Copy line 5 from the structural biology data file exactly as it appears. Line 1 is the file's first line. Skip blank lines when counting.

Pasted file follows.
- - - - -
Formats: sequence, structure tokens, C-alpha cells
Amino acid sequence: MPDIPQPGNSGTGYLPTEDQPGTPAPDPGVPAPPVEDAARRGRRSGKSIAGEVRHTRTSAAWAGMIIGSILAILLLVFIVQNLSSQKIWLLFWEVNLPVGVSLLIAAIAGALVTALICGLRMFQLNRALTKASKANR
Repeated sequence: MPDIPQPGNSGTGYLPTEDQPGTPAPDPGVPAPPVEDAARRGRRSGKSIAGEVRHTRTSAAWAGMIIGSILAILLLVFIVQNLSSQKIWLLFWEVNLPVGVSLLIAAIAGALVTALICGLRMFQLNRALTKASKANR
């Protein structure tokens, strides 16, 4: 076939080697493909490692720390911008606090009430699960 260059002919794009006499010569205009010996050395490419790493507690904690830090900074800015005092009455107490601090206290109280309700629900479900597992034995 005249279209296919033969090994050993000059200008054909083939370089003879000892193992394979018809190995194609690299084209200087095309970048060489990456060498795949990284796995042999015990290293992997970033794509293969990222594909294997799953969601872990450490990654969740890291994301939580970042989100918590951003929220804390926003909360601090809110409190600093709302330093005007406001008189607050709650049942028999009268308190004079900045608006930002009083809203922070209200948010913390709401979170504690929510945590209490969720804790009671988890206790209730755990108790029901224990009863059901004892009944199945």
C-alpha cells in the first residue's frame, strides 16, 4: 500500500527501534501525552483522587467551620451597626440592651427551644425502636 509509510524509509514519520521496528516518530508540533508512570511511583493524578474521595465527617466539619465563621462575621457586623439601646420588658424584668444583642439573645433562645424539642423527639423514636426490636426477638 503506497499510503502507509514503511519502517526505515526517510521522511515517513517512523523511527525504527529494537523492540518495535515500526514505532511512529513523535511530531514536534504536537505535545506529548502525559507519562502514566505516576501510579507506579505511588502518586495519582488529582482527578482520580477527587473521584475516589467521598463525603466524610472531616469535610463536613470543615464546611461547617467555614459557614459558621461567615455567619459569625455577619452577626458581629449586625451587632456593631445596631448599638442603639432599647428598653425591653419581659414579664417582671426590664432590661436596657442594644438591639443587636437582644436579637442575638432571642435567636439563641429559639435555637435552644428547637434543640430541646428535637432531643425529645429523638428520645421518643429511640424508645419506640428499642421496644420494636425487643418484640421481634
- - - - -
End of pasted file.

C-alpha cells in the first residue's frame, strides 16, 4: 500500500527501534501525552483522587467551620451597626440592651427551644425502636 509509510524509509514519520521496528516518530508540533508512570511511583493524578474521595465527617466539619465563621462575621457586623439601646420588658424584668444583642439573645433562645424539642423527639423514636426490636426477638 503506497499510503502507509514503511519502517526505515526517510521522511515517513517512523523511527525504527529494537523492540518495535515500526514505532511512529513523535511530531514536534504536537505535545506529548502525559507519562502514566505516576501510579507506579505511588502518586495519582488529582482527578482520580477527587473521584475516589467521598463525603466524610472531616469535610463536613470543615464546611461547617467555614459557614459558621461567615455567619459569625455577619452577626458581629449586625451587632456593631445596631448599638442603639432599647428598653425591653419581659414579664417582671426590664432590661436596657442594644438591639443587636437582644436579637442575638432571642435567636439563641429559639435555637435552644428547637434543640430541646428535637432531643425529645429523638428520645421518643429511640424508645419506640428499642421496644420494636425487643418484640421481634